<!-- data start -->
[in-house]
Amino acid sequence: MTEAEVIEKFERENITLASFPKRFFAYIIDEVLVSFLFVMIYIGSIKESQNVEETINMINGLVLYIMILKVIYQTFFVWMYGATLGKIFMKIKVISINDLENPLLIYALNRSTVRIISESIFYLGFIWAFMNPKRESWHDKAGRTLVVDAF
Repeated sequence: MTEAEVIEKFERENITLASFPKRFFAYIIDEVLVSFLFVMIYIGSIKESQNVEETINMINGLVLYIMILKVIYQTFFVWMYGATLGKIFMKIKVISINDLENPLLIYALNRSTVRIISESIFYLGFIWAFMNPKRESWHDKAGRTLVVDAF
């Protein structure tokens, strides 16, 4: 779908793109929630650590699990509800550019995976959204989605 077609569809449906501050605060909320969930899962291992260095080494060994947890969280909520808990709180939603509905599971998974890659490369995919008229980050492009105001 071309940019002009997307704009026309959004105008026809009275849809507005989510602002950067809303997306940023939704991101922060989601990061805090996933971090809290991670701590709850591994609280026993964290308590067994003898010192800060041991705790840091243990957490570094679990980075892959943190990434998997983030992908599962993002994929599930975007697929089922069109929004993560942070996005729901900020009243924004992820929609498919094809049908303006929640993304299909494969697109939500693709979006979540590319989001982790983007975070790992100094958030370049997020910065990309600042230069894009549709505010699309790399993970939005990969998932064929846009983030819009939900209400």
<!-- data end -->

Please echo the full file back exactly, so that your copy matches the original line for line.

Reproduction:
[in-house]
Amino acid sequence: MTEAEVIEKFERENITLASFPKRFFAYIIDEVLVSFLFVMIYIGSIKESQNVEETINMINGLVLYIMILKVIYQTFFVWMYGATLGKIFMKIKVISINDLENPLLIYALNRSTVRIISESIFYLGFIWAFMNPKRESWHDKAGRTLVVDAF
Repeated sequence: MTEAEVIEKFERENITLASFPKRFFAYIIDEVLVSFLFVMIYIGSIKESQNVEETINMINGLVLYIMILKVIYQTFFVWMYGATLGKIFMKIKVISINDLENPLLIYALNRSTVRIISESIFYLGFIWAFMNPKRESWHDKAGRTLVVDAF
């Protein structure tokens, strides 16, 4: 779908793109929630650590699990509800550019995976959204989605 077609569809449906501050605060909320969930899962291992260095080494060994947890969280909520808990709180939603509905599971998974890659490369995919008229980050492009105001 071309940019002009997307704009026309959004105008026809009275849809507005989510602002950067809303997306940023939704991101922060989601990061805090996933971090809290991670701590709850591994609280026993964290308590067994003898010192800060041991705790840091243990957490570094679990980075892959943190990434998997983030992908599962993002994929599930975007697929089922069109929004993560942070996005729901900020009243924004992820929609498919094809049908303006929640993304299909494969697109939500693709979006979540590319989001982790983007975070790992100094958030370049997020910065990309600042230069894009549709505010699309790399993970939005990969998932064929846009983030819009939900209400």